These three dietary supplements can lower LDL cholesterol
Beware of one whose ingredient varies wildly.
LDL cholesterol is known as the “bad” cholesterol because having high levels can lead to plaque buildup in your arteries and result in heart disease and stroke, two leading causes of death in the United States. It makes up the majority of the body’s cholesterol.
There are no signs or symptoms of high LDL cholesterol, so it’s important to get your cholesterol checked. If your LDL is high, your doctor may recommend changes in diet and activity habits to control it.
Your doctor may also prescribe medication, such as a statin. Stains slow down the liver’s production of cholesterol and increase the liver’s ability to remove LDL cholesterol that is already in the blood.
Several supplements can also help, though they’re not as effective as prescription drugs and shouldn’t be substituted for the drugs without consulting your physician.
Phytosterols are plant extracts that keep some cholesterol from being absorbed from the intestinal tract into the bloodstream. Their clear effectiveness is probably why so many manufacturers add them to dietary supplements. Phytosterols are also added to a few foods, such as Benecol margarine.
Taking 2 grams (2,000 mg) of phytosterols a day lowers LDL by about 8 percent; 3½ grams lowers LDL by about 12 percent. (Statins typically reduce it by more than 30 percent.) Phytosterols even lower LDL in people who are taking statins, as well as in vegetarians and vegans.
What to look for: Some labels list phytosterols as “plant sterols” or “plant stanols.” Others use brand names like Reducol, CardioAid, or Cholestatin.
Red yeast rice
Red yeast rice contains small amounts of naturally occurring statin-like compounds. In four good studies, LDL cholesterol dropped by an average of 20 percent in people who took 1,200 to 3,600 milligrams a day of red yeast rice for two to six months.
But watch out! According to consumerlab.com, an independent laboratory that analyzes supplements, only three of nine brands it tested contained enough of the LDL-lowering compounds to match what was used in good studies. (We can’t tell you which three. That information is available only to consumerlab.com subscribers.)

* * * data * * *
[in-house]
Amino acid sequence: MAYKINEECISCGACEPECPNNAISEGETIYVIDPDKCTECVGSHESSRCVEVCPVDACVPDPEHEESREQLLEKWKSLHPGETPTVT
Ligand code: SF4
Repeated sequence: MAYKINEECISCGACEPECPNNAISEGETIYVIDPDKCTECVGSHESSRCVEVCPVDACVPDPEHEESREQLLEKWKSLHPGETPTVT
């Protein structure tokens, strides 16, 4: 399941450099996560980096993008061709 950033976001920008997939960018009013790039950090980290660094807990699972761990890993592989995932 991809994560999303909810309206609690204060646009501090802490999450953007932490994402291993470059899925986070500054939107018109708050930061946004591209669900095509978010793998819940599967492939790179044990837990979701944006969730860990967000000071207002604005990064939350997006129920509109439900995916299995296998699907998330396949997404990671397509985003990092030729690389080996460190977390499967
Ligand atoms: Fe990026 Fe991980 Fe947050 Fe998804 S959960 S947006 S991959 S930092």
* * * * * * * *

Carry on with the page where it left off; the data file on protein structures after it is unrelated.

What’s more, some brands had 300 times more of the active ingredients than others. And the amounts in some brands varied dramatically from year to year.
Compounding the problem: most labels don’t list the amounts of the active ingredients in their red yeast rice, so you can’t easily tell how much you’re getting or how one brand compares with another.
Here’s what one consumer wrote to consumerlab.com: “For two years, I used a red yeast rice brand which ConsumerLab.com’s report showed to contain the highest amount of lovastatin. With just one pill per day, it kept my cholesterol lower (down to 205 from 260 before starting). I switched to a supermarket store brand because it was cheaper and my cholesterol jumped to 278 (taking 2 pills per day)! I don’t think the store brand had anything in it.”
Without better information available, it looks like consumers are at a disadvantage in the marketplace. Don’t hold your breath waiting for the FDA to level the playing field.
Taking roughly 7 grams of the soluble fiber psyllium every day for an average of eight weeks lowered LDL cholesterol by about 11 percent. That’s around three rounded teaspoons of Metamucil, the best-known brand.
Products that contain at least 1.7 grams of psyllium per serving can legally claim that they may reduce the risk of heart disease. The FDA assumes that people will consume four servings a day of psyllium.
Sources: Br. J. Nutr. 112: 214, 2014. (phytosterols); PLoS ONE 9: e98611, 2015. (red yeast rice); Am. J. Clin. Nutr. 69: 30, 1999. (psyllium)
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